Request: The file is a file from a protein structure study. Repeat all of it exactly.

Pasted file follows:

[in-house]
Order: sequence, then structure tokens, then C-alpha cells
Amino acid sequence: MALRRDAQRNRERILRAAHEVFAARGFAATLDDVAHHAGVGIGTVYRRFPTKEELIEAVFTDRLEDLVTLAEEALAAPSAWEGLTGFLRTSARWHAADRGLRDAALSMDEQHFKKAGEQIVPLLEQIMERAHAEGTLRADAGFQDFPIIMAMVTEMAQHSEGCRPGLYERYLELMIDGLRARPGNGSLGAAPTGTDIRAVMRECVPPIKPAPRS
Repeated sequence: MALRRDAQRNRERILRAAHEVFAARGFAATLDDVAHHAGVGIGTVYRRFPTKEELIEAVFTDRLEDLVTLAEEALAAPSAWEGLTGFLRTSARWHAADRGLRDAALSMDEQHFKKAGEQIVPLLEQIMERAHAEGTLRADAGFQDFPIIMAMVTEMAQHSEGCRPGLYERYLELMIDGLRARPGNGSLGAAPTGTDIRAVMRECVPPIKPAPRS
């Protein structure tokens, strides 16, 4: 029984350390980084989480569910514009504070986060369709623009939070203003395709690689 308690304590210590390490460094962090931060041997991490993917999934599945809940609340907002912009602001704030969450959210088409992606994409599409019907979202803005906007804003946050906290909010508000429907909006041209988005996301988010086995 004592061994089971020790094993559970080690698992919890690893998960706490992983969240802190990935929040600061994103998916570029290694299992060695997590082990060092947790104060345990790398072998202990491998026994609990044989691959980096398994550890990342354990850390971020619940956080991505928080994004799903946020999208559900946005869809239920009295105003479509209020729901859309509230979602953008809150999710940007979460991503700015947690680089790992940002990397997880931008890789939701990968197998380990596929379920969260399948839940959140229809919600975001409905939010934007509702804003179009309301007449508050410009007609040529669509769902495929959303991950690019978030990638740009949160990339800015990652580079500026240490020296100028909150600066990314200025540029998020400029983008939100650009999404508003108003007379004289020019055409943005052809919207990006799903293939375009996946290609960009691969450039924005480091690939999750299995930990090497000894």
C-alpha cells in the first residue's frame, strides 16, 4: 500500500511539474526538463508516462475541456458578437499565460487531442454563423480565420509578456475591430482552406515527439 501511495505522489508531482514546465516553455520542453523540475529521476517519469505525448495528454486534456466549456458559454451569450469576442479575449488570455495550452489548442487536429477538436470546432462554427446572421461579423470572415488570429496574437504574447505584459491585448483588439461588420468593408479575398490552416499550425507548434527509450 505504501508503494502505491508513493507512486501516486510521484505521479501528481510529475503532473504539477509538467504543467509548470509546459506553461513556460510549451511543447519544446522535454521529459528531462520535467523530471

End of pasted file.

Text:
[in-house]
Order: sequence, then structure tokens, then C-alpha cells
Amino acid sequence: MALRRDAQRNRERILRAAHEVFAARGFAATLDDVAHHAGVGIGTVYRRFPTKEELIEAVFTDRLEDLVTLAEEALAAPSAWEGLTGFLRTSARWHAADRGLRDAALSMDEQHFKKAGEQIVPLLEQIMERAHAEGTLRADAGFQDFPIIMAMVTEMAQHSEGCRPGLYERYLELMIDGLRARPGNGSLGAAPTGTDIRAVMRECVPPIKPAPRS
Repeated sequence: MALRRDAQRNRERILRAAHEVFAARGFAATLDDVAHHAGVGIGTVYRRFPTKEELIEAVFTDRLEDLVTLAEEALAAPSAWEGLTGFLRTSARWHAADRGLRDAALSMDEQHFKKAGEQIVPLLEQIMERAHAEGTLRADAGFQDFPIIMAMVTEMAQHSEGCRPGLYERYLELMIDGLRARPGNGSLGAAPTGTDIRAVMRECVPPIKPAPRS
């Protein structure tokens, strides 16, 4: 029984350390980084989480569910514009504070986060369709623009939070203003395709690689 308690304590210590390490460094962090931060041997991490993917999934599945809940609340907002912009602001704030969450959210088409992606994409599409019907979202803005906007804003946050906290909010508000429907909006041209988005996301988010086995 004592061994089971020790094993559970080690698992919890690893998960706490992983969240802190990935929040600061994103998916570029290694299992060695997590082990060092947790104060345990790398072998202990491998026994609990044989691959980096398994550890990342354990850390971020619940956080991505928080994004799903946020999208559900946005869809239920009295105003479509209020729901859309509230979602953008809150999710940007979460991503700015947690680089790992940002990397997880931008890789939701990968197998380990596929379920969260399948839940959140229809919600975001409905939010934007509702804003179009309301007449508050410009007609040529669509769902495929959303991950690019978030990638740009949160990339800015990652580079500026240490020296100028909150600066990314200025540029998020400029983008939100650009999404508003108003007379004289020019055409943005052809919207990006799903293939375009996946290609960009691969450039924005480091690939999750299995930990090497000894």
C-alpha cells in the first residue's frame, strides 16, 4: 500500500511539474526538463508516462475541456458578437499565460487531442454563423480565420509578456475591430482552406515527439 501511495505522489508531482514546465516553455520542453523540475529521476517519469505525448495528454486534456466549456458559454451569450469576442479575449488570455495550452489548442487536429477538436470546432462554427446572421461579423470572415488570429496574437504574447505584459491585448483588439461588420468593408479575398490552416499550425507548434527509450 505504501508503494502505491508513493507512486501516486510521484505521479501528481510529475503532473504539477509538467504543467509548470509546459506553461513556460510549451511543447519544446522535454521529459528531462520535467523530471